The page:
Loved this post and feel the same way. 🙂 I love telling stories and getting the satisfaction of people loving to hear them!
“I once got an email from a reader who told me she played with herself after reading one of my sexually-oriented posts. I cried after saving that email.”
How many times have I told you that what I email you is private? 😉
Thanks! Now doesn’t that feel more fulfilling than 30 tweets? Excellent post.
Thank you. Honestly. I was having a horrible day, not sure where to go, what to write. I guess I still don’t. But, I loved the story. And in the end, I will write, because I too have a story to tell.
It might be enough that YOU know the story behind her name for now. In time, when she’s all grown up, she will likely start using her full name because of a guy who was once thrilled it was hers.
I miss your posts, Neil. Ya gotta write more.
“Ophelia! You know that’s …”
“Yeah, yeah, Hamlet’s girfriend, he went crazy, she killed herself. This is real life, Louie.”
You do need to write more.
Great post. Too bad the girl was clueless. However she was excellent inspiration with a name like that to write a story around.
That barista is lame. At the Coffee Bean that I used to work at, the baristas are used to getting nagged and harassed by the customers that we usually just play along with their game and turn it all into a joke. Not saying you’re a nagging and harassing customer, but you probably would have had a different story to share had you came to this coffee shop instead.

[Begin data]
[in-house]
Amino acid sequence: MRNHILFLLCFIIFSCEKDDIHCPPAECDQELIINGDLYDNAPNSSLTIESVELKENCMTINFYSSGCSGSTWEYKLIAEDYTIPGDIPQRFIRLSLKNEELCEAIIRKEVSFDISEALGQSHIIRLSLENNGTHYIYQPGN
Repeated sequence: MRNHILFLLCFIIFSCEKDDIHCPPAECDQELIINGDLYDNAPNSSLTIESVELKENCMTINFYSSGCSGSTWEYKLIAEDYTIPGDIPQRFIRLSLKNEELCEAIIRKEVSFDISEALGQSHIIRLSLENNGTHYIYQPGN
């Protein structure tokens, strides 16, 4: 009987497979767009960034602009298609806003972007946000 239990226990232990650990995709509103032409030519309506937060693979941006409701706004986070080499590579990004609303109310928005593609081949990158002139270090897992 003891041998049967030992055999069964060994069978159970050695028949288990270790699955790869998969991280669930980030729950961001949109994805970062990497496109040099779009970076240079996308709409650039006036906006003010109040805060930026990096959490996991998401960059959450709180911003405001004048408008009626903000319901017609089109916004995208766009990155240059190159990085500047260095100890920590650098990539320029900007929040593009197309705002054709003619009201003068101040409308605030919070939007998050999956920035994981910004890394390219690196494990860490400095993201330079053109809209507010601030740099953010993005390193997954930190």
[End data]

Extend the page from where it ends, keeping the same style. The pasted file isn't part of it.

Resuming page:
Wow. That is some advertisement for your Blogher thingy. If I were attending Blogher, I’d definitely go and then run to my room directly after.
Do yourself a favour. Abandon Twitter.
well… “i’ll be” said the southern lady…
She wanted to shorten Sherazade into “Sherry”?? Now, there’s a clueless gal.
Don’t forget!! Scheherazade volunteered to marry the king in order to carry out the plan she had made, hoping to stop the endless executions of so many young innocent girls. She wasn’t just trying to save herself, she did the entire scheme to stop the killing. I always thought that was one of the most important parts of the story !!~:o áƒš(à² _à² áƒš)
and why would anybody call bullshit? That is an actual Persian name and they do tend to give their children Persian names (when ahmahdemijad or some such twat is forcing them to call their kids mohammed or fatima)